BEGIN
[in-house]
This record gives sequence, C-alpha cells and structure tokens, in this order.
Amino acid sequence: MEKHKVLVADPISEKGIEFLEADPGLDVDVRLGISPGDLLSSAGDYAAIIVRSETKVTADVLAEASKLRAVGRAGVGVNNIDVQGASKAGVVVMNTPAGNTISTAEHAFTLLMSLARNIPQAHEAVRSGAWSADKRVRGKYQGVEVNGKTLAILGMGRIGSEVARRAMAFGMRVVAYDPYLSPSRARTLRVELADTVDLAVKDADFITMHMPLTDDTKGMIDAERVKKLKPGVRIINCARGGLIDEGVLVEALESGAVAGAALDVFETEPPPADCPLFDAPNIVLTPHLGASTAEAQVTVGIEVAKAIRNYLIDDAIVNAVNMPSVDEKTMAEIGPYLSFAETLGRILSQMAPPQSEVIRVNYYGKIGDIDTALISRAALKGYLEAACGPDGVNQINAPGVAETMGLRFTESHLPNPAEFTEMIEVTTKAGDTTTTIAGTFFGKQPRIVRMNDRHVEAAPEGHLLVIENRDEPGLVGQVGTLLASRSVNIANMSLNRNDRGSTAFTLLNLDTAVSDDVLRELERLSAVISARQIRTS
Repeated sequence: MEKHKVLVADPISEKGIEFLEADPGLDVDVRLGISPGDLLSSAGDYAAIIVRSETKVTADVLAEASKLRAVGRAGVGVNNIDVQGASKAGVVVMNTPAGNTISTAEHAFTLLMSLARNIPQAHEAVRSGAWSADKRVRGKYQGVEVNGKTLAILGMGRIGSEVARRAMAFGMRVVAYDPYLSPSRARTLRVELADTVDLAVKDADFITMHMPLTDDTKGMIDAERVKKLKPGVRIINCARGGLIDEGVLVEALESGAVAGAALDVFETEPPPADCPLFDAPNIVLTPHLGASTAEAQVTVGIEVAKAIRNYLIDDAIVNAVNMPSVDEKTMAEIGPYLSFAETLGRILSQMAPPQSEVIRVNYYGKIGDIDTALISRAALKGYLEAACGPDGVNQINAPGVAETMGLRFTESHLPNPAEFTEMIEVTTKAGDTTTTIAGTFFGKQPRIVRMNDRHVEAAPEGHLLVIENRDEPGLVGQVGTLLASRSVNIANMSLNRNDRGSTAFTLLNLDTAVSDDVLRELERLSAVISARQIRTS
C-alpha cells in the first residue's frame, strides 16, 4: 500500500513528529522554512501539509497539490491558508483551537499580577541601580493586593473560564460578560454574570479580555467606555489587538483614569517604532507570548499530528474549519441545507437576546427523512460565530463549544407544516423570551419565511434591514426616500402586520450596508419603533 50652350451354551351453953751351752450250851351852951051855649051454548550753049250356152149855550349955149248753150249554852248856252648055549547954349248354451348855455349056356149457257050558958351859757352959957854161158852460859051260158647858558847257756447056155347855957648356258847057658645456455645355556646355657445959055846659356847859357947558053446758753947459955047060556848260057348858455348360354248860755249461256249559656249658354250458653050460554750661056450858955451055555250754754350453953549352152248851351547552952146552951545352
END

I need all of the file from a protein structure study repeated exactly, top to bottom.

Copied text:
[in-house]
This record gives sequence, C-alpha cells and structure tokens, in this order.
Amino acid sequence: MEKHKVLVADPISEKGIEFLEADPGLDVDVRLGISPGDLLSSAGDYAAIIVRSETKVTADVLAEASKLRAVGRAGVGVNNIDVQGASKAGVVVMNTPAGNTISTAEHAFTLLMSLARNIPQAHEAVRSGAWSADKRVRGKYQGVEVNGKTLAILGMGRIGSEVARRAMAFGMRVVAYDPYLSPSRARTLRVELADTVDLAVKDADFITMHMPLTDDTKGMIDAERVKKLKPGVRIINCARGGLIDEGVLVEALESGAVAGAALDVFETEPPPADCPLFDAPNIVLTPHLGASTAEAQVTVGIEVAKAIRNYLIDDAIVNAVNMPSVDEKTMAEIGPYLSFAETLGRILSQMAPPQSEVIRVNYYGKIGDIDTALISRAALKGYLEAACGPDGVNQINAPGVAETMGLRFTESHLPNPAEFTEMIEVTTKAGDTTTTIAGTFFGKQPRIVRMNDRHVEAAPEGHLLVIENRDEPGLVGQVGTLLASRSVNIANMSLNRNDRGSTAFTLLNLDTAVSDDVLRELERLSAVISARQIRTS
Repeated sequence: MEKHKVLVADPISEKGIEFLEADPGLDVDVRLGISPGDLLSSAGDYAAIIVRSETKVTADVLAEASKLRAVGRAGVGVNNIDVQGASKAGVVVMNTPAGNTISTAEHAFTLLMSLARNIPQAHEAVRSGAWSADKRVRGKYQGVEVNGKTLAILGMGRIGSEVARRAMAFGMRVVAYDPYLSPSRARTLRVELADTVDLAVKDADFITMHMPLTDDTKGMIDAERVKKLKPGVRIINCARGGLIDEGVLVEALESGAVAGAALDVFETEPPPADCPLFDAPNIVLTPHLGASTAEAQVTVGIEVAKAIRNYLIDDAIVNAVNMPSVDEKTMAEIGPYLSFAETLGRILSQMAPPQSEVIRVNYYGKIGDIDTALISRAALKGYLEAACGPDGVNQINAPGVAETMGLRFTESHLPNPAEFTEMIEVTTKAGDTTTTIAGTFFGKQPRIVRMNDRHVEAAPEGHLLVIENRDEPGLVGQVGTLLASRSVNIANMSLNRNDRGSTAFTLLNLDTAVSDDVLRELERLSAVISARQIRTS
C-alpha cells in the first residue's frame, strides 16, 4: 500500500513528529522554512501539509497539490491558508483551537499580577541601580493586593473560564460578560454574570479580555467606555489587538483614569517604532507570548499530528474549519441545507437576546427523512460565530463549544407544516423570551419565511434591514426616500402586520450596508419603533 50652350451354551351453953751351752450250851351852951051855649051454548550753049250356152149855550349955149248753150249554852248856252648055549547954349248354451348855455349056356149457257050558958351859757352959957854161158852460859051260158647858558847257756447056155347855957648356258847057658645456455645355556646355657445959055846659356847859357947558053446758753947459955047060556848260057348858455348360354248860755249461256249559656249658354250458653050460554750661056450858955451055555250754754350453953549352152248851351547552952146552951545352